Self-Reliance vs. Interdependence

I remember my survival skills training as a Boy Scout.  There was something seemingly terribly important about learning how to start a fire, find food in the wilderness, and to stay safe.  We read about these things, talked about them in groups, and then went into the woods to practice our craft.  Merit badges were only part of the reward; there was something deeply satisfying about becoming self-reliant.

Perhaps you also remember the TV series with Bear Grylls where he would go into situations that even I would have no idea how to survive, often with a frail female companion to further complicate his efforts.

Our lives today have become so complex that we can no longer be self-reliant like that.  We depend upon a host of medical practitioners rather one family doctor … after all, today everyone is a specialist.  We probably can’t do our tax returns, maintain our cars or properties, or even manage our families without help.  Then, when things go wrong, we are often dependent upon a host of people we barely know.  Thankfully most of them are honest and helpful.

So, with this increased level of interdependence, why doesn’t that show in our behaviors?  When I was a child, I was told that you never talk about three things: sex, politics, and religion.  Maybe we should take those out of our narratives once again since the current polarizing forces on these is so debilitating.

We take sides on almost any and every issue these days, as if we knew for sure

we were right, and by standing our ground, the others would give in to us.  We seem way too content to just keep insisting on our ways rather than to find common or even higher ground to do something that will help.

We can call this by a nice word like polarization as if that somehow makes it acceptable.  Labels never really change situations for the better.  We need to work on things, adjust our paths, and push for progress.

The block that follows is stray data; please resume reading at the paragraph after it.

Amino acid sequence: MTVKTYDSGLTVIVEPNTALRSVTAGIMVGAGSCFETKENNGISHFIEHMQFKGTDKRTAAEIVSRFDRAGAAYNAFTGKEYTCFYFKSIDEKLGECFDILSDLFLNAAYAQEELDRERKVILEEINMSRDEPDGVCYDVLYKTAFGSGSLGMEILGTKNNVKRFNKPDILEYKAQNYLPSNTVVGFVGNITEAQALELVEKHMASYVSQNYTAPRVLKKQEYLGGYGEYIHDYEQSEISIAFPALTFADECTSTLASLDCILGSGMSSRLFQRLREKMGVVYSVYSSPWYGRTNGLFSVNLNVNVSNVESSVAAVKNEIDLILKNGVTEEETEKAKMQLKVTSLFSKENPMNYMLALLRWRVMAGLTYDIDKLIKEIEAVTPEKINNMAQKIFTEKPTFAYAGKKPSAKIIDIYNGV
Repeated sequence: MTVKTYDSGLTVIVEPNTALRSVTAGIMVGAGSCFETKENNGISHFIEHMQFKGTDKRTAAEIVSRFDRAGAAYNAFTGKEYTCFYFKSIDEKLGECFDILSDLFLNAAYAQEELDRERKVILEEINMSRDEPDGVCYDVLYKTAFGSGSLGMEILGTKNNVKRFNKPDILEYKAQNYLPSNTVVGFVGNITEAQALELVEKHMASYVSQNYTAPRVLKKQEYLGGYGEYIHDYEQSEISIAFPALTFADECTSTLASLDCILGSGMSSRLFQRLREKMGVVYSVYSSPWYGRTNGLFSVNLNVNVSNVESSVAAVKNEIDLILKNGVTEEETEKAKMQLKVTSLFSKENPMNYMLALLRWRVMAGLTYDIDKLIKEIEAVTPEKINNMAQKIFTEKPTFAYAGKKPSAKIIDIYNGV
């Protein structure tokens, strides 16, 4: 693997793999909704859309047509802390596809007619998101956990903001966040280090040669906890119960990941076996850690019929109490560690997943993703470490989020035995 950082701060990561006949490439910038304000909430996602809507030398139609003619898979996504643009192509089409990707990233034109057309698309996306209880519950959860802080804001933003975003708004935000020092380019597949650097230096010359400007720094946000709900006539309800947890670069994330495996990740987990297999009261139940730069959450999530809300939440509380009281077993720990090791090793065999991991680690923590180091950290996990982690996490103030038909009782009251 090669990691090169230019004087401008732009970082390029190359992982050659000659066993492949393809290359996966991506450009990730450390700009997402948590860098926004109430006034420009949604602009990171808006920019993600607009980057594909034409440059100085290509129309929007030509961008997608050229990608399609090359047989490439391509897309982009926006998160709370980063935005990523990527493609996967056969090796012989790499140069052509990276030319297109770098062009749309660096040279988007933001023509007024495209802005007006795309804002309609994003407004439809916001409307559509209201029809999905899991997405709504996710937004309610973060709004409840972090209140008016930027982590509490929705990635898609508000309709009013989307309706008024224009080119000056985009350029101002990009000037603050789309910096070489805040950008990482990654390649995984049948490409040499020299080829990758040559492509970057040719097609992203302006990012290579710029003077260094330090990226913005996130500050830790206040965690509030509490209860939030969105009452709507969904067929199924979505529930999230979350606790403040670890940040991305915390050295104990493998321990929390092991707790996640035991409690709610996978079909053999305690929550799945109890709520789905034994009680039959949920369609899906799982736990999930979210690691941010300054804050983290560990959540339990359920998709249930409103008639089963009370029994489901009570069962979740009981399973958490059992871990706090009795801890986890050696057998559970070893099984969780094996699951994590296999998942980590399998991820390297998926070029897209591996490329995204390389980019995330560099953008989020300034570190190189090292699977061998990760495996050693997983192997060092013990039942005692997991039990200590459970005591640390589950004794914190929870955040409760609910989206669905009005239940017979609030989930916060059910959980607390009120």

Let’s work together to create jobs for everyone who wants to work, and inspire the ones who do not, to see that working leads to a better world for themselves and their families.


The News Media Misdirections

Have you been noticing the tendency lately for the media to take what seem to be reasonable facts and then spin it in a way that just isn’t really quite truthful?

“GM Might Eliminate Some of its Popular Cars” is what it read.  That sounds like GM is no longer making cars we really like, doesn’t it?  Take a look for yourself.

The correct news headline should have been something like “GM cars decline forcing GM to eliminate unpopular ones” or something like that.  Clearly GM does not want to disappoint customers who clamor for certain cars.

I just wonder whether we are seeing something a bit deeper and darker in the news media.  Could they be looking for ways to indicate the economy is not doing well?  They don’t seem to want to cover the stock market, which is on a tear.  Or that our President and First Lady represented us proudly on the world stage.  They don’t seem to want to cover anything that is good or getting better in the world.

As I posted months ago, the song Dirty Laundry comes to mind.  I guess it just sells papers … and they need that for sure … they are dying you know … maybe that is at the root of all of this … they haven’t resigned themselves to that.  In the meantime, enjoy the song one more time.




The Latest in Bait and Switch

If you have spent your time in marketing and sales, you are aware of this trick.  You get the customer’s attention with a low price or outlandish claim and the refine their understanding after they express an interest.  As immoral as it is, the idea is to engage a prospect you can then close.